Pancreatic cancer (PDAC) is the fourth leading cause of cancer-related mortality in the United States. Despite a wealth of preclinical research, pancreatic cancer still carries a poor prognosis with less than 10% of patients surviving to 5 years. Thus, there is a pressing need to utilize mouse models of pancreatic cancer to gain a deeper understanding of the biology underlying this disease and to uncover novel therapeutic strategies. In our lab, we have developed several mouse models of pancreatic cancer that recapitulate the progression and histology of human PDAC. Using tumors, organoids and cell lines derived from these models, we are studying the role of KRAS, P53 and other PDAC-related genes to gain a deeper understanding of the biology of pancreatic tumors and discover more effective therapeutic approaches for this deadly disease.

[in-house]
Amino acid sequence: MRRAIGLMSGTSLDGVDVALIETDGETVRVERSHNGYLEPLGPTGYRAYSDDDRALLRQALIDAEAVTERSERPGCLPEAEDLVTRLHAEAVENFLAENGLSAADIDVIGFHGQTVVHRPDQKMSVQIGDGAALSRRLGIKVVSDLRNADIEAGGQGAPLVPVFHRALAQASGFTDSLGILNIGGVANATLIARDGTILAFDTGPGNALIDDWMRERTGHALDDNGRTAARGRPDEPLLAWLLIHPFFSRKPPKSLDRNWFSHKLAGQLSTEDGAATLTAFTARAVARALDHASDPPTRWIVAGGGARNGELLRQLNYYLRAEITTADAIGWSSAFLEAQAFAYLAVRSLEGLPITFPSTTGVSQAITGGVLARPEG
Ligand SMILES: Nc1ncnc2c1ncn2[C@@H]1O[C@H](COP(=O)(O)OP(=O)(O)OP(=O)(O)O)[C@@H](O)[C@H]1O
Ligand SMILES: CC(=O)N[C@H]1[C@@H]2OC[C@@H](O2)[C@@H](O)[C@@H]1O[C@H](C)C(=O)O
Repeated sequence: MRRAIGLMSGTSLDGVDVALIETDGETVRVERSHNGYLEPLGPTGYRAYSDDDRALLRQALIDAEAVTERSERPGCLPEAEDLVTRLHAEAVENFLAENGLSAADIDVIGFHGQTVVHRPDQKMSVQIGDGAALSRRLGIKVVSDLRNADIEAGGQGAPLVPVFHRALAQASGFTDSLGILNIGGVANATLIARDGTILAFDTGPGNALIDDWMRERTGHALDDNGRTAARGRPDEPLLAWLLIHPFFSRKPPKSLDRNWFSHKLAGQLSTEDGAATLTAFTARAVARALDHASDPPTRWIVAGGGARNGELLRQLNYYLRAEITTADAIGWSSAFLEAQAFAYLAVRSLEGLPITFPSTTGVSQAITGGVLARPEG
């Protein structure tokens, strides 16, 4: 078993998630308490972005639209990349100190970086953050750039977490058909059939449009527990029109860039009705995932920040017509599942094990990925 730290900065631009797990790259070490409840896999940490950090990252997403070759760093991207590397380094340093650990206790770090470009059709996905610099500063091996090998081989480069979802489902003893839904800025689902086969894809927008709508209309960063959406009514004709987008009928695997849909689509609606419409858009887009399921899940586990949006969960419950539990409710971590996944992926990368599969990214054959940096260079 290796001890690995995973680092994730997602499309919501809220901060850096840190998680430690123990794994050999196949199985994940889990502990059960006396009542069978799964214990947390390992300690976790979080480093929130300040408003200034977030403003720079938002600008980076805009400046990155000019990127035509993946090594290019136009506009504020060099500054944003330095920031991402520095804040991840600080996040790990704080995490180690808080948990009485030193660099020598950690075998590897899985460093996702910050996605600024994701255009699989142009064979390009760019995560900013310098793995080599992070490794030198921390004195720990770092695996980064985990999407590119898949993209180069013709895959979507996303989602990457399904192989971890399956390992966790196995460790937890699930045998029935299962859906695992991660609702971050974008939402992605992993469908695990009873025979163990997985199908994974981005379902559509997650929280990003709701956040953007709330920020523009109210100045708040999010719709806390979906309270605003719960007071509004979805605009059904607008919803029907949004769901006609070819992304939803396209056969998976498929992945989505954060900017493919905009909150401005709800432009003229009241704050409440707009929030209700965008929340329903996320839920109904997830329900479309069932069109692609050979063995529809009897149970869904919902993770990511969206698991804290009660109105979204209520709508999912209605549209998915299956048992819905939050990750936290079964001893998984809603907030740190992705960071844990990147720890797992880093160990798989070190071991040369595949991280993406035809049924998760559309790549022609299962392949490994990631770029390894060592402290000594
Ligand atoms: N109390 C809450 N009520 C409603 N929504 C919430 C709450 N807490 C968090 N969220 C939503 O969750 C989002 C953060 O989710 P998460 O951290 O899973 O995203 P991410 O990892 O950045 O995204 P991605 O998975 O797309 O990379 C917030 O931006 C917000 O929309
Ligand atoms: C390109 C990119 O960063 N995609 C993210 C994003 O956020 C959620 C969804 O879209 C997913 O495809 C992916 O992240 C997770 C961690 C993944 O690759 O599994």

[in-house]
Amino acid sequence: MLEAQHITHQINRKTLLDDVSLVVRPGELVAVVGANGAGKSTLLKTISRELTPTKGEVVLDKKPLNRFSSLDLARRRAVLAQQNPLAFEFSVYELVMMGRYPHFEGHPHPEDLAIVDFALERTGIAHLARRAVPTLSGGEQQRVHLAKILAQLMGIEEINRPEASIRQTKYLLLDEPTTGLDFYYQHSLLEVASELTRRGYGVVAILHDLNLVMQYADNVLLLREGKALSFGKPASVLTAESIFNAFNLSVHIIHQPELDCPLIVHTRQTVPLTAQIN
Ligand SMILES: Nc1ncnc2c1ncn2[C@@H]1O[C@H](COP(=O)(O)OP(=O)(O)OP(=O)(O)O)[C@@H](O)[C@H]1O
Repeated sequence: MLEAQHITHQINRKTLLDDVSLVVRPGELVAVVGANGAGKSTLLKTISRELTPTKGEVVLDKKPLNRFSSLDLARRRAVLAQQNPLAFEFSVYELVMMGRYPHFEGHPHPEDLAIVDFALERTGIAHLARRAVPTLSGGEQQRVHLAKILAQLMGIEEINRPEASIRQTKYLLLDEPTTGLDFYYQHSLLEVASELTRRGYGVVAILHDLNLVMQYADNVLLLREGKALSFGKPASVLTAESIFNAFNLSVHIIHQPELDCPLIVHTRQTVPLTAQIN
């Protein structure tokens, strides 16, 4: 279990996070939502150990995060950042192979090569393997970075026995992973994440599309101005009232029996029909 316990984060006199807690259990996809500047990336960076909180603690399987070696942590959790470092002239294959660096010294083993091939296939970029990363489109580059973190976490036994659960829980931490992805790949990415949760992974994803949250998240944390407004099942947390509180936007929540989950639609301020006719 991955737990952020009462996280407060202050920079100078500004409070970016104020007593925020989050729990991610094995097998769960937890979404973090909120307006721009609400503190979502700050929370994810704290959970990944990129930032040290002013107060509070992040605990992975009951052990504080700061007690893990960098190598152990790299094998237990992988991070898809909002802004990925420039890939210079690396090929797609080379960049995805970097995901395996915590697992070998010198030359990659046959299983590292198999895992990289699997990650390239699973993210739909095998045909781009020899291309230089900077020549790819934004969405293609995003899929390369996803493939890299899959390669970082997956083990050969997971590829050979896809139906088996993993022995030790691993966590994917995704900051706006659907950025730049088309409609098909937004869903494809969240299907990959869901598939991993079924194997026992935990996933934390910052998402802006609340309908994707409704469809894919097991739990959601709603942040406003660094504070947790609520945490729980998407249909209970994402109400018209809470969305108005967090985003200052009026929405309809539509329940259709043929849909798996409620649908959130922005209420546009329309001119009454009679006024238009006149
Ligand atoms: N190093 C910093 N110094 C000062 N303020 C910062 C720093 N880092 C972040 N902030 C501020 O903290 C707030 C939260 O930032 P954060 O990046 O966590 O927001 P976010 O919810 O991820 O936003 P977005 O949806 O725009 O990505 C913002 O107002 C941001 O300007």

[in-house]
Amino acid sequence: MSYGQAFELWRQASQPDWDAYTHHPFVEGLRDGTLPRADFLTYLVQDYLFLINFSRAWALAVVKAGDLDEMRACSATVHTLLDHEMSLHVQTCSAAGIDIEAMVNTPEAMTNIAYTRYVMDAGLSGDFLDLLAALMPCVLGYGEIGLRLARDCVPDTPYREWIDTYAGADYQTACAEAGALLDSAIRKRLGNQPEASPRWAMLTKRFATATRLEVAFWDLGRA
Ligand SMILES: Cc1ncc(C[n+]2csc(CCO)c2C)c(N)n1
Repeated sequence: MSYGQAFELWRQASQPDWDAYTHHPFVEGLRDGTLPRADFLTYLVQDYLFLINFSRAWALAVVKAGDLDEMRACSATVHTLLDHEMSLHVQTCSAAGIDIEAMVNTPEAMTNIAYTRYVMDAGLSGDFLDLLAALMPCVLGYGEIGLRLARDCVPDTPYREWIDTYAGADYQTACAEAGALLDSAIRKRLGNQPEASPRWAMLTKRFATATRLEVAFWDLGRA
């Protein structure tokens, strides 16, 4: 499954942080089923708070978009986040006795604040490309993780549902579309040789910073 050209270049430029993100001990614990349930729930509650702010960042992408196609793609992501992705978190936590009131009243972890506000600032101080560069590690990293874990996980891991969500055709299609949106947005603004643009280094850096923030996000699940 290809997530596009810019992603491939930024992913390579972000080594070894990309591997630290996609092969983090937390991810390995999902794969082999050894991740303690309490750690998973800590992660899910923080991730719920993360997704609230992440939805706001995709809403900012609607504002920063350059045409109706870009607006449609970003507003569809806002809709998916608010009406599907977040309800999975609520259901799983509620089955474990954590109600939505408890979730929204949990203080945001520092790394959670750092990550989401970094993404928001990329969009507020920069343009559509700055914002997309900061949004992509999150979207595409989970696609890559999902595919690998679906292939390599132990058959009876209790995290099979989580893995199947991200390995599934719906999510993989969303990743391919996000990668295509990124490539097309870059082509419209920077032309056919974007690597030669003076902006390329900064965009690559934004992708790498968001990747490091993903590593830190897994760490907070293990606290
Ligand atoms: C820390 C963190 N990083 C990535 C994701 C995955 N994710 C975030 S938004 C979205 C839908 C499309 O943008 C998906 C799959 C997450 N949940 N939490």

Harnessing the immune system to fight tumors has been a promising approach in many cancer types, but not PDAC. Dr. Meaghan McGeary uses novel lineage tracing technology (Yang et. al; 2021) to uncover the clonal dynamics of PDAC tumors as they progress and interact with their host microenvironment over time. Dr. Hanna Hong is exploring the role of the tumor-draining lymph node (TDLN) in shaping the immune response in an immunogenic model of PDAC that we recently generated and will test whether CD8 T cell activation in the TDLN plays a role. These projects will inform rational development of novel treatment approaches to improve survival of patients with PDAC.
Immunofluorescence staining of Pancreatic ductal adenocarcinoma (PDAC) cells. Nuclear DNA (blue - DAPI), F-actin (red - phalloidin), and Paxillin (green).